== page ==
Friday, 31 July 2015

Faith vs Fact

Edited to correct the book's title (h/t Metzomagic) I've used some of my holiday time to read Jerry Coyne's latest book, Faith vs Fact.  His premise is that science and religion are mutually incompatible.  That's not to say there are no religious people accepting the findings of science or scientists who are religious. Science finds things out and religion doesn't, according to Coyne.

I bought the book at the local Barnes & Noble.  The science section was one row of shelves.  By contrast, the religion section was at least three times the size.  This is a religious area.  There are plenty of fish stickers in evidence on the cars and many churches. The local newspaper had a four page section labelled religion at the weekend.

I found no books on climate change in Barnes & Noble.

But there is a chunk on climate change in Coyne's book in which he links climate science denial to religion.  I don't know exact figures but there is a voluble section of the denialati who are religious.  Roy Spencer is.  Lord Monckton is a Catholic.  Many others have signed the phoney theological Cornwall Alliance proclamation.  According to Coyne, there is a strong proportion of the conservative religious in the States who, when confronted by a scientific result that contradicts their religious beliefs, they will deny the scientific finding.  Climate change denial shows that pattern.

Some of these prominent deniers are intelligent people yet they undergo mental contortions to maintain their denial. In the meantime science progresses, makes new discoveries, refines what is already known and understood.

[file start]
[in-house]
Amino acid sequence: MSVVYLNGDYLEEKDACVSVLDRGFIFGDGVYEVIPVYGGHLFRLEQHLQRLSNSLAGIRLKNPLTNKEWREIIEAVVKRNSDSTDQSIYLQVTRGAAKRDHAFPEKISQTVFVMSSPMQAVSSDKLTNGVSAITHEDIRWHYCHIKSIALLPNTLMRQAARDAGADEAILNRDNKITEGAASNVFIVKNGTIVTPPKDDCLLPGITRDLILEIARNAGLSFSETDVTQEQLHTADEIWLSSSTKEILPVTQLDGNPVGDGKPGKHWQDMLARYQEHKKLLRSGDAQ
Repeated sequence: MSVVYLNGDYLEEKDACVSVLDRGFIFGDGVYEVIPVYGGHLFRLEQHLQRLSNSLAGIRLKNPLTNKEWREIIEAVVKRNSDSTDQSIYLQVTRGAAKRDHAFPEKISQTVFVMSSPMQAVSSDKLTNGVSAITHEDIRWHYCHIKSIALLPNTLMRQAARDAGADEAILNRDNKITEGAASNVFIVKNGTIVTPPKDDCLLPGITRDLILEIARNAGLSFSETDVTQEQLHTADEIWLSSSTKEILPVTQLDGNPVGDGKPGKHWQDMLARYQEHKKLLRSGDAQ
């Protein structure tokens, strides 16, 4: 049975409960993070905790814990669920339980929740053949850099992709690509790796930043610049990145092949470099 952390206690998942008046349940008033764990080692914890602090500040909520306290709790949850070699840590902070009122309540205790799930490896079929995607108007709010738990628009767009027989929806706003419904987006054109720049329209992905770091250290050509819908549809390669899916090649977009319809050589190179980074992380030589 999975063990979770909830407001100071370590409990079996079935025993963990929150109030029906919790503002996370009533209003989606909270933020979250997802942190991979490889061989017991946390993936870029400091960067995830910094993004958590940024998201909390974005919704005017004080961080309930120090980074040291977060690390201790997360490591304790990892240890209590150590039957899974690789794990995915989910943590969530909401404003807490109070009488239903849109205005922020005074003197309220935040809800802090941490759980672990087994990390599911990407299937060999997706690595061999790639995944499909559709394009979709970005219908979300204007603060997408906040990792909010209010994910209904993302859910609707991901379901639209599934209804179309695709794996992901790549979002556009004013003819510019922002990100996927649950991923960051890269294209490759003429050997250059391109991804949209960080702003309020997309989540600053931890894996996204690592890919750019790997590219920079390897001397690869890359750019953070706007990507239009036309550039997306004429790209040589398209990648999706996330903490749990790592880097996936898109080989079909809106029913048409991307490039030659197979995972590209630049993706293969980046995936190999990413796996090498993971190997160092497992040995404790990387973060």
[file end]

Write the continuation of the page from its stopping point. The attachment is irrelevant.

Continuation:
Coyne's thesis seems sound and he produces strong evidence in its favour. Coyne also demolishes the idea that science, or any of its branches, is religion too, based on faith in reason or the regularity of the Universe.  He points out that the term is used as something of an insult.  So my rhetorical point when confronted by that slur will be to ask the other person if they are religious and, when they say yes, ask if they think so little of their religion that they equate it with the science they despise.

For those that might be thinking of reading the book, do so.  It is determined and, in places, strident.  But it is never less than evidence based.  And it is very readable too.  Buy it here

Monday, 27 July 2015

Letter from America

I apologise for my recent absence but I've been contending with a huge pre-summer workload, a bereavement and a kidney stone so I have had little time to spend on my wibblings.

But, never fear, Virgin Atlantic have managed to deliver myself, Mrs Catmando and our luggage to sunny Florida, for a fortnight's rest and recuperation.  Or at least that was the plan.

It has been scupper end by three things.  Firstly, I lost my expensive sunglasses somewhere which meant having to go out a buy a cheap replacement pair that I probably can't lose if I tried.  Secondly, the local branch of Barnes & Noble, the bookstore chain, had copies of the egregiously dangerous anti-medicine What Doctors Don't Tell You in its racks (so I covered it up and bought a book by Paul Offit instead).  Finally, the sun is barely visible because it is raining so hard.

It's a visible sign of El Niño.  Increased precipitation in the south east of the USA accompanied by cooler than usual temperatures.  A dampened on the holiday perhaps, but here's a prediction.  Those reliable deniers will start using the current weather to say I told you global warming was a hoax.  Give it time.